Past performance is no guarantee of future results, and the opinions and other information in the commentary are as of March 23, 2021.

This summary is intended to provide general information only, may be of value to the reader and audience, and any opinions expressed herein are subject to change.

This material is not a recommendation of any particular security or investment strategy, is not based on any particular financial situation or need and is not intended to replace the advice of a qualified attorney, tax advisor or investment professional. Diversification does not guarantee a profit or protect against all risk.

Commerce does not provide tax advice or legal advice to customers. Consult a tax specialist regarding tax implications related to any product and specific financial situation.

Data contained herein from third-party providers is obtained from what are considered reliable sources. However, its accuracy, completeness or reliability cannot be guaranteed, and is subject to change rapidly as additional information regarding the conditions which impact the represented subject matter may change.

Commerce Trust Company is a division of Commerce Bank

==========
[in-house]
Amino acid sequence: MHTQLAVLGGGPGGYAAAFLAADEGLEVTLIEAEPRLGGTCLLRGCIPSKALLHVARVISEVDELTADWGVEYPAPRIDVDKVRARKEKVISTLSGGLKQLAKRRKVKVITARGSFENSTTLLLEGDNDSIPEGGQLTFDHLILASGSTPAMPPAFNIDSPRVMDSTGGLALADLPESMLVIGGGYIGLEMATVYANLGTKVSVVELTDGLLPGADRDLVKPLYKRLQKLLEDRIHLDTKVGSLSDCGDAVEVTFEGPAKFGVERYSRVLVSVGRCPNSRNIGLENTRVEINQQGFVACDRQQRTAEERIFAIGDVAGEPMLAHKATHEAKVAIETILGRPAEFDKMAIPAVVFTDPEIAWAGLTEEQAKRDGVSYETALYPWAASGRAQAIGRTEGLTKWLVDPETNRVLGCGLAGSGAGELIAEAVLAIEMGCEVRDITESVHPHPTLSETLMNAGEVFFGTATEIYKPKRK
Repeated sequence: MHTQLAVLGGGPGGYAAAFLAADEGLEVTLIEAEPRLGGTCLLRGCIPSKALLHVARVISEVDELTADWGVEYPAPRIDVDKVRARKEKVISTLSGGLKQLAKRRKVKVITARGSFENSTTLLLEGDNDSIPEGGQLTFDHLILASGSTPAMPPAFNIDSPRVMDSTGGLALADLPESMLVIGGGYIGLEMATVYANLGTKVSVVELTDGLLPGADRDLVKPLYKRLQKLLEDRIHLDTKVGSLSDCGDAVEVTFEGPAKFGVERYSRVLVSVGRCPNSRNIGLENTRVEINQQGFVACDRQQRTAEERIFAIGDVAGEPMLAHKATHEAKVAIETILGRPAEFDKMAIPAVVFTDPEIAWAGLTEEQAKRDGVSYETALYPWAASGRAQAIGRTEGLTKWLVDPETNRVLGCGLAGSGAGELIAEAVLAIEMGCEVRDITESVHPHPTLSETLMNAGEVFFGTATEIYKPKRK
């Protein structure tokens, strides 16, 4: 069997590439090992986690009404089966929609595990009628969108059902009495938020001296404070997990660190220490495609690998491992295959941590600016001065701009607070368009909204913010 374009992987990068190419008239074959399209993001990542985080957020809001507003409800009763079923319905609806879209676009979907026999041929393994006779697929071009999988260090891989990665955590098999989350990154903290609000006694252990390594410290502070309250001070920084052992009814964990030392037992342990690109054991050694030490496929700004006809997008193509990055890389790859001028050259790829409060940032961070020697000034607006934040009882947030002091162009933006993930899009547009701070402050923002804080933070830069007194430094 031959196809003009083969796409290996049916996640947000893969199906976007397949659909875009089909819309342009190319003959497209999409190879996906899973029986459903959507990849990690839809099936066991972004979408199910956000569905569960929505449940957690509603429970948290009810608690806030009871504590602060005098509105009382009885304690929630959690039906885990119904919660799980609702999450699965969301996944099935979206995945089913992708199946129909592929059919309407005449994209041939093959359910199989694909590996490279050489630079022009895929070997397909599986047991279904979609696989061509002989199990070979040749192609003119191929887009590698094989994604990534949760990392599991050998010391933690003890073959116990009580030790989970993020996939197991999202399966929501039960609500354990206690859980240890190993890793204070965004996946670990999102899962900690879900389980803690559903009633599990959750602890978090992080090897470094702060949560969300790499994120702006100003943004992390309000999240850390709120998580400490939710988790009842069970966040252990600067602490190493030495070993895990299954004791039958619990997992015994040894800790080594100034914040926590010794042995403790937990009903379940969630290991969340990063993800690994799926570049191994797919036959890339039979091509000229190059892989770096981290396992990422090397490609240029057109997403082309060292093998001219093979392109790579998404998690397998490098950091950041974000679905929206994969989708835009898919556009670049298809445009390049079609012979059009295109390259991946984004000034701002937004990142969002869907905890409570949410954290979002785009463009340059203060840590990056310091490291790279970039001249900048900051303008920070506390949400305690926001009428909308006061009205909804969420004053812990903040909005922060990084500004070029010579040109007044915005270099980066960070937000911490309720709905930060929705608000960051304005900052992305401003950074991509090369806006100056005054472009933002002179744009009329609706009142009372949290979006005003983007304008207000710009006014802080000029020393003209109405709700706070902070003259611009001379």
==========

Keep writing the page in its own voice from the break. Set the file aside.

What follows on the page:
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ABOUT THE AUTHOR

Don McArthur
Don McArthur, CFA® Senior Vice President, Director of Equity Research Commerce Trust Company
Don serves as a senior investment analyst with Commerce Trust Company in Kansas City and manages the Fundamental S&P 500 Equity Strategy. Don earned his accounting degree and business administration degree in economics from University of Kansas in 1995. He also earned his master in business administration degree from the University of Missouri-Kansas City in 2000 and holds the Chartered Financial Analyst® designation.

ABOUT THE AUTHOR

Scott Colbert
Scott M. Colbert, CFA® Executive Vice President, Chief Economist and Director of Fixed Income Management Commerce Trust Company
Scott is the chief economist and director of fixed income management with Commerce Trust Company. He joined Commerce in 1993 and has investment responsibilities for over $19 billion in fixed income assets. Scott directly manages the Commerce Short-Term Government and the flagship Commerce Bond strategies. Scott received his bachelor of science degree in nuclear engineering from the University of Cincinnati in 1986 and received his master of business administration from Xavier University in 1988. He has been both a director and president of the Chartered Financial Analyst Society of St. Louis.